Why Data Curation Matters: The Piketty Panic



Data curation following strong data science principles is required to demonstrate the veracity of data analysis

Capital in the Twenty-First Century by Thomas Piketty is the most popular and controversial economics book in decades. As a May 31st editorial in The Economist summarized it, “The book’s thesis, that wealth concentrates because the returns to capital are consistently higher than economic growth, has spawned furious debate. Mr Piketty’s preferred remedy (a progressive wealth tax) even more so.”

Piketty’s thesis concerns sustained wealth inequality for the superrich and is based on an analysis of worldwide economic data since 1810. While the thesis and remedy pit supporting liberal economists like Paul Krugman against conservatives like James Pethokoukis in a debate over modeling assumptions – e.g., output will grow more slowly than the return on capital – the most fervent and objective public debate concerns the Data Science used in the analysis, specifically the Data Curation used to select and combine economic data into curated data for the analysis.

This debate illustrates the role and importance of data science and data curation.

  1. Data curation, following good data science principles, is critical to achieve and demonstrate the validity, data quality, and significance of data analysis results over small data and even more so over Big Data. That is, data curation is a critical task that is independent of the subsequent analysis and involves complex decisions and tasks.
  2. Human expertise, of leading economists in this case, is indispensable for some data curation decisions.
  3. Data analysis with potentially significant impacts should be accompanied by data curation provenance including data governance (veracity, data quality, and significance) as a basis for verification and, if necessary, adjustment of the data curation to address gaps and rerunning the analysis, as Piketty did.

Piketty followed excellent data science principles in publishing his source data and his data curation methods. Chris Giles, economics editor of the Financial Times, while alleging political motives (i.e., bias), focused his argument on gaps by Piketty in data curation: specifically, incomplete provenance, such as missing data curation steps including “unexplained adjustments to the raw source data” and interpolating for missing source data by “migrat[ing] from data based on estate tax records to data from the Survey of Consumer Finances.” Giles goes on to debate three methods used to address conflicting source economic data before criticizing curation methods such as using a simple versus weighted average of data from Britain, France, and Sweden. Giles further questioned Piketty’s data quality, alleging “confirmation bias.” Finally, Giles demonstrated the significance of the data curation errors by showing that Piketty’s thesis failed when the analysis was rerun once the curated data was corrected according to what he understood the book to claim.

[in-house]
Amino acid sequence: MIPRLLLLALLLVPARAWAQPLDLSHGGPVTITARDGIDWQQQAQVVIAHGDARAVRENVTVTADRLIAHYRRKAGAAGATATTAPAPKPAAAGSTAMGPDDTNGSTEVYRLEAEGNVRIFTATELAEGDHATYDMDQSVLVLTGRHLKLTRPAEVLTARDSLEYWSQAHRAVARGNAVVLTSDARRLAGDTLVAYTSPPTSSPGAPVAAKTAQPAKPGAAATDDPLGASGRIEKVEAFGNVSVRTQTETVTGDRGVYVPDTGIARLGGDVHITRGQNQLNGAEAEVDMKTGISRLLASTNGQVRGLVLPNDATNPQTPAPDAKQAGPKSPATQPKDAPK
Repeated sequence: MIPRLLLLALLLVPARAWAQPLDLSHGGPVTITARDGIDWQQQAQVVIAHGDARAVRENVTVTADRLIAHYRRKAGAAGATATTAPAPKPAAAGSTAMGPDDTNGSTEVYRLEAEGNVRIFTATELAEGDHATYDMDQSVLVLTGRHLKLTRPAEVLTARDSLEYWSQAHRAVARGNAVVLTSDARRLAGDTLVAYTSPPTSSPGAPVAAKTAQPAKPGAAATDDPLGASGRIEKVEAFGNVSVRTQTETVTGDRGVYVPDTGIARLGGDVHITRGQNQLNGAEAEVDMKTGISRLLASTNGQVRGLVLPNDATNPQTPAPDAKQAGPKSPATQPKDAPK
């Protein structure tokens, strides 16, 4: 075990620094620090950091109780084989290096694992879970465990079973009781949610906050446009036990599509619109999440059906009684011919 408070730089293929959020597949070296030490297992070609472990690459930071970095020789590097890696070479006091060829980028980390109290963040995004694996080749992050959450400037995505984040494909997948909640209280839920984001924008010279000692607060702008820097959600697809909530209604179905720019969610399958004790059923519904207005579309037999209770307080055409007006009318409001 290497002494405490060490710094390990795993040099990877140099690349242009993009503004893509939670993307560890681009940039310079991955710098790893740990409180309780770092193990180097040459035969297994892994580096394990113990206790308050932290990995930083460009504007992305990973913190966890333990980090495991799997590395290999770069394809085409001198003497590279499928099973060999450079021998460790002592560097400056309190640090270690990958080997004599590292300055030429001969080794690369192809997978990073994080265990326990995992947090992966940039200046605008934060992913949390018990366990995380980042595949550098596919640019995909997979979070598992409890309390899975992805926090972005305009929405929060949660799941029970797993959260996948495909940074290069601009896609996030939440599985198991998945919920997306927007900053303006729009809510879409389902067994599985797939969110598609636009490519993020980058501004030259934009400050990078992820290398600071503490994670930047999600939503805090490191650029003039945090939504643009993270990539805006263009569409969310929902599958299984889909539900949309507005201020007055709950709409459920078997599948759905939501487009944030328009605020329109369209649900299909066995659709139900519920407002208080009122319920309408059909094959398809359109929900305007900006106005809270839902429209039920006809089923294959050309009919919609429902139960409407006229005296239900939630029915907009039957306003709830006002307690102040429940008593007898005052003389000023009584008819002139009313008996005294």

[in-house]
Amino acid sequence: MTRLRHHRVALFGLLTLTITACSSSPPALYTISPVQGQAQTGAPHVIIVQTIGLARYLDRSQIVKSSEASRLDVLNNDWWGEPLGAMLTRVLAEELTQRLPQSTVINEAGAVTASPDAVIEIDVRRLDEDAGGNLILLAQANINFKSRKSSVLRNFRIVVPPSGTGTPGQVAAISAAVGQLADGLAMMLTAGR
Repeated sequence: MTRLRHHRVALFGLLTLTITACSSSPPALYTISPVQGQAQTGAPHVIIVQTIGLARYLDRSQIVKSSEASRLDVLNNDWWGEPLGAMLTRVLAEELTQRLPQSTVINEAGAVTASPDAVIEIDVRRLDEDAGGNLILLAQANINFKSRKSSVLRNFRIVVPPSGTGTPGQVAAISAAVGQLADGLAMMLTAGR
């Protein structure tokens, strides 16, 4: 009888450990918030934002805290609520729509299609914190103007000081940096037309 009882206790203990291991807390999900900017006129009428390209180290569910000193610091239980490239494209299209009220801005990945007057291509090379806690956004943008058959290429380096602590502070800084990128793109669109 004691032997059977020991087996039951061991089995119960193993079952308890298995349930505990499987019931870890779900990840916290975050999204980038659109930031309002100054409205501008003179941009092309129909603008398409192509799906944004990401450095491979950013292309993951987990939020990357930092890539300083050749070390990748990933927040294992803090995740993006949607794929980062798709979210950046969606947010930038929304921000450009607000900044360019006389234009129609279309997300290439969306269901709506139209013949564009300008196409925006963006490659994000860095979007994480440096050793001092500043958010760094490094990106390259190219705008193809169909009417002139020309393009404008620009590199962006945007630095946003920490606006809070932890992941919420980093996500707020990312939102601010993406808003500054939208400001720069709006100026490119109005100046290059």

While political bias and debates can amount to ships passing in the night, the debate on the data science and data curation can be more objective – as seen as the story unfolds. Piketty again followed good data science practice by acknowledging data curation errors and providing a detailed “technical response” in an addendum to a technical appendix of his book. Meanwhile other economists and commentators joined the fray, refuting Giles and supporting Piketty’s revised results. The coup de grâce came when the very wealth inequality economists used by Giles reverted and dismissed his thesis as “simply untrue” – a scenario reminiscent of my childhood playground argument “Is Not! Is Too!”

From a Data Science perspective, the “Piketty Panic” (as Paul Krugman refers to it) has clear implications for all rigorous big data analysis:

  1. Data curation following data science principles is required to demonstrate the veracity of the results of data analysis.  Therefore, data curation will be increasingly important as its ultimate role and value is understood.
  2. Data analysis must define data curation requirements (veracity, data quality, significance) that must be achieved and verified to be acceptable as input to data analysis.
  3. Data curation is a separate function that precedes data analysis. Data curation products – such as Tamr – must provide means for curators to manipulate data sources to achieve data curation requirements.
  4. Human data curation expertise is indispensable in many if not all rigorous data analysis.